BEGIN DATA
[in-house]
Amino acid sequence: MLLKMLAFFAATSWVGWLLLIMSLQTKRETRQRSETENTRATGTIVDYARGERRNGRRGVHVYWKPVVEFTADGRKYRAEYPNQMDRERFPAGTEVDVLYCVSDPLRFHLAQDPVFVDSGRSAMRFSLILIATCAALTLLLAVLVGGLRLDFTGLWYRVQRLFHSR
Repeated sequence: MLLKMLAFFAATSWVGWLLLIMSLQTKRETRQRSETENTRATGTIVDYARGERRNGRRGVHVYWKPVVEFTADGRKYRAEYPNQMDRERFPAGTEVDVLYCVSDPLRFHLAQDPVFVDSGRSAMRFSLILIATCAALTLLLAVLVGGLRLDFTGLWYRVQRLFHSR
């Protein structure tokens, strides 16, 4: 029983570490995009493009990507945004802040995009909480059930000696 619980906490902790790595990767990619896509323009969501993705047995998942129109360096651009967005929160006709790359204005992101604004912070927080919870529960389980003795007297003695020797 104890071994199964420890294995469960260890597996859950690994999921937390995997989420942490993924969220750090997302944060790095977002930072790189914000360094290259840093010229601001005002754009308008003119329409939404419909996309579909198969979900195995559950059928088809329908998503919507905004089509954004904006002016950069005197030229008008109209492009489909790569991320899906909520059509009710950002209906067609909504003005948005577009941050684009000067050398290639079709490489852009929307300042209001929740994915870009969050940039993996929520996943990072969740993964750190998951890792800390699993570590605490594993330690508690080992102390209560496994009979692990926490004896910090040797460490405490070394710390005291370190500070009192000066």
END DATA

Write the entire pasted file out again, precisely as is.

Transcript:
[in-house]
Amino acid sequence: MLLKMLAFFAATSWVGWLLLIMSLQTKRETRQRSETENTRATGTIVDYARGERRNGRRGVHVYWKPVVEFTADGRKYRAEYPNQMDRERFPAGTEVDVLYCVSDPLRFHLAQDPVFVDSGRSAMRFSLILIATCAALTLLLAVLVGGLRLDFTGLWYRVQRLFHSR
Repeated sequence: MLLKMLAFFAATSWVGWLLLIMSLQTKRETRQRSETENTRATGTIVDYARGERRNGRRGVHVYWKPVVEFTADGRKYRAEYPNQMDRERFPAGTEVDVLYCVSDPLRFHLAQDPVFVDSGRSAMRFSLILIATCAALTLLLAVLVGGLRLDFTGLWYRVQRLFHSR
């Protein structure tokens, strides 16, 4: 029983570490995009493009990507945004802040995009909480059930000696 619980906490902790790595990767990619896509323009969501993705047995998942129109360096651009967005929160006709790359204005992101604004912070927080919870529960389980003795007297003695020797 104890071994199964420890294995469960260890597996859950690994999921937390995997989420942490993924969220750090997302944060790095977002930072790189914000360094290259840093010229601001005002754009308008003119329409939404419909996309579909198969979900195995559950059928088809329908998503919507905004089509954004904006002016950069005197030229008008109209492009489909790569991320899906909520059509009710950002209906067609909504003005948005577009941050684009000067050398290639079709490489852009929307300042209001929740994915870009969050940039993996929520996943990072969740993964750190998951890792800390699993570590605490594993330690508690080992102390209560496994009979692990926490004896910090040797460490405490070394710390005291370190500070009192000066």